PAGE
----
"He shouldn't have stopped me. He had no reason to stop me," Rod MacIver said.
Traffic tickets frequently land motorists in court. But in July, a faulty ticket issued to Rod MacIver in December led him to sue the town of Shelburne.
"I'm sorry, I was looking forward to this," Acting Judge Samuel Hoar said in July.
The small claims court's acting judge postponed the hearing because police officers-- at their attorney's suggestion-- chose to sit down in a nearby coffee shop rather than appearing.
Now, the stakes are raised after the American Civil Liberties Union picked up the case and swapped the small claim for a pair of civil rights claims.
"In many ways what happened to Rod MacIver is everybody's worst nightmare," said Allen Gilbert, the spokesman for the Vermont ACLU.
Gilbert says the Shelburne officer violated MacIver's Fourth Amendment rights by pulling him over without reason, and his First Amendment rights when the officer told him to shut up or get ticketed. A sergeant later told MacIver dashcam video showed a violation, but the officer conceded to the traffic court judge that the violation had not occurred, despite detailing what he thought he saw earlier in the proceeding.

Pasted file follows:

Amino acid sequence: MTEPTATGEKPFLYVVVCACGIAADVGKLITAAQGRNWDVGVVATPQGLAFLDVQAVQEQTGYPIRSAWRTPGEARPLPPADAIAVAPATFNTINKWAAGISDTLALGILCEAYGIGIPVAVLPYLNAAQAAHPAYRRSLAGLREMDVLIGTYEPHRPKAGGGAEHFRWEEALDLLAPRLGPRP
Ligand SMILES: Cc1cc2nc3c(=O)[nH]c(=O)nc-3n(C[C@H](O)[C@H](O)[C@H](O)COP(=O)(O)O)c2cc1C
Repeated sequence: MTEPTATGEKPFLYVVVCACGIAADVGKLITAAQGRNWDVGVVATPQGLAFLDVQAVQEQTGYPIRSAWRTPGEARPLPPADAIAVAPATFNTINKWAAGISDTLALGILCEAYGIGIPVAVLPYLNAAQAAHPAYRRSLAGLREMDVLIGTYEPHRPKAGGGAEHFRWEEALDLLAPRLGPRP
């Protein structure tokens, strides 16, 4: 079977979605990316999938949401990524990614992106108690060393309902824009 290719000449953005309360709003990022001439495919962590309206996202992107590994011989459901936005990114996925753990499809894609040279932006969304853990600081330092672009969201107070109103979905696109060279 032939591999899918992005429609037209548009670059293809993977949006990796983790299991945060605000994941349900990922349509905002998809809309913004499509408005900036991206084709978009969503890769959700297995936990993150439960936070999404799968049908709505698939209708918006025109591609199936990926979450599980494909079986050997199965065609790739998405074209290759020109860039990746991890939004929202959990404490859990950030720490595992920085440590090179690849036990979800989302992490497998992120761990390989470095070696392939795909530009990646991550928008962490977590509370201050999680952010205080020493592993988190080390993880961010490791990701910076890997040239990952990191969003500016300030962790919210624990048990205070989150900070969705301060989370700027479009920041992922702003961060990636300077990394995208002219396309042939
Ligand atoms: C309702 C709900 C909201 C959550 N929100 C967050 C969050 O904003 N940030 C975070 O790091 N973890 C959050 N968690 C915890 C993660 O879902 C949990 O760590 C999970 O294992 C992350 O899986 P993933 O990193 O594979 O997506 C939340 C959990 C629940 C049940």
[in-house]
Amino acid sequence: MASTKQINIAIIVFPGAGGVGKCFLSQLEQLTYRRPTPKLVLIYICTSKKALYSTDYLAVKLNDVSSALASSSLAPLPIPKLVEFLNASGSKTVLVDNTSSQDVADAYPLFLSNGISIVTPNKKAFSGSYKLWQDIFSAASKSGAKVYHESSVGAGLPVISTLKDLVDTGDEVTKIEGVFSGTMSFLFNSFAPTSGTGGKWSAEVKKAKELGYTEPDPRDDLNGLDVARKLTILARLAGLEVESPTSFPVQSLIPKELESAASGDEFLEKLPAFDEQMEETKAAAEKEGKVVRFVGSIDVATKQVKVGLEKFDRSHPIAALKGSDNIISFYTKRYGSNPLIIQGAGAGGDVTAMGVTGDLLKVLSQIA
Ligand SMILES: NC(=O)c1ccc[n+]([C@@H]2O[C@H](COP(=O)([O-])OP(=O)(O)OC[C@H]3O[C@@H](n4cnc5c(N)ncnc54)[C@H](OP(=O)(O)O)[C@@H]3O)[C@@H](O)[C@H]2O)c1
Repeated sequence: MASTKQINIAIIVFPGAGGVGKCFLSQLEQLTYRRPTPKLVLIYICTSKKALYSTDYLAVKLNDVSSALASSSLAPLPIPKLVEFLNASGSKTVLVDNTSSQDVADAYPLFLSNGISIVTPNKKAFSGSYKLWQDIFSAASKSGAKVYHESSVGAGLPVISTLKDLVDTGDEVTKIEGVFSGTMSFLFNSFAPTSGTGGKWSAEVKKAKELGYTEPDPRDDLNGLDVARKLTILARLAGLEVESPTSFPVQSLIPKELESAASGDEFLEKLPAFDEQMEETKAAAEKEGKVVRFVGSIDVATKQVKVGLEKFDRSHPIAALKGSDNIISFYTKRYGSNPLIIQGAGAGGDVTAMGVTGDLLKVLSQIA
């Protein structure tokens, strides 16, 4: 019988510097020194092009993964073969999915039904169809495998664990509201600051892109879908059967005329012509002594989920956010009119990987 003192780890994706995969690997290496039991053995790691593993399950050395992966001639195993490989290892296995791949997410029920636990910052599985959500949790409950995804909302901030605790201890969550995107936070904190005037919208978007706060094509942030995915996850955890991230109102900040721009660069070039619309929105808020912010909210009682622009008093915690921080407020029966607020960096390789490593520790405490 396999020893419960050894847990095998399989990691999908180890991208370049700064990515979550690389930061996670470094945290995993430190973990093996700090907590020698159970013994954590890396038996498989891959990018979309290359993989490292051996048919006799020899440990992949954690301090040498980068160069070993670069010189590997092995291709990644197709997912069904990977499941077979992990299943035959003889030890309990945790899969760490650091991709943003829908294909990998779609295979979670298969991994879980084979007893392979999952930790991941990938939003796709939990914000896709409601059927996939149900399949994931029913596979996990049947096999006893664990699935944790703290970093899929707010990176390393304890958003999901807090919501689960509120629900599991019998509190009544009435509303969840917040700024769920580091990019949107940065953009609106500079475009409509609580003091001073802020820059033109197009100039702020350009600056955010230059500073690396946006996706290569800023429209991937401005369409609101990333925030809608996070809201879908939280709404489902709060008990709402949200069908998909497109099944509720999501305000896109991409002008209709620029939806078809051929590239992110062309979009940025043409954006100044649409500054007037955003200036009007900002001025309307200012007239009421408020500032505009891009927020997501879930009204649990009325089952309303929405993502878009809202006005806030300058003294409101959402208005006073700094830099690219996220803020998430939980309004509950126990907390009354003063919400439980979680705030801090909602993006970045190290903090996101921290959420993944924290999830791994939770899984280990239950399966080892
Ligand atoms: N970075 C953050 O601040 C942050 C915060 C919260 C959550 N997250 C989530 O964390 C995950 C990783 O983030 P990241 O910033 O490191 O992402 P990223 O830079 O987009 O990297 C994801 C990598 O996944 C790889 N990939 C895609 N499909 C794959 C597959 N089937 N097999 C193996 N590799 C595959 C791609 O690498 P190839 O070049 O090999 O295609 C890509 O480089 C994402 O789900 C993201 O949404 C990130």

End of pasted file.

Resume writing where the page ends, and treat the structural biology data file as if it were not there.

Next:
"A police officer's best weapon is the public's confidence in what he or she is doing and that's really damaged when we have an incident like this," Gilbert said.
"The issue of the traffic stop is minor; it's the supervision that's the issue and I think the issues it raises are major," MacIver said.
Through the suit filed Friday, MacIver seeks an admission of wrongdoing, cost reimbursement, as well as unspecified damages. MacIver says he'll give any winnings to the ACLU. All he wants is to discourage police everywhere from using similar tactics and avoiding responsibility.
Spokespeople for the town of Shelburne declined our interview request, stating that now is not the proper time to issue a public statement on the case.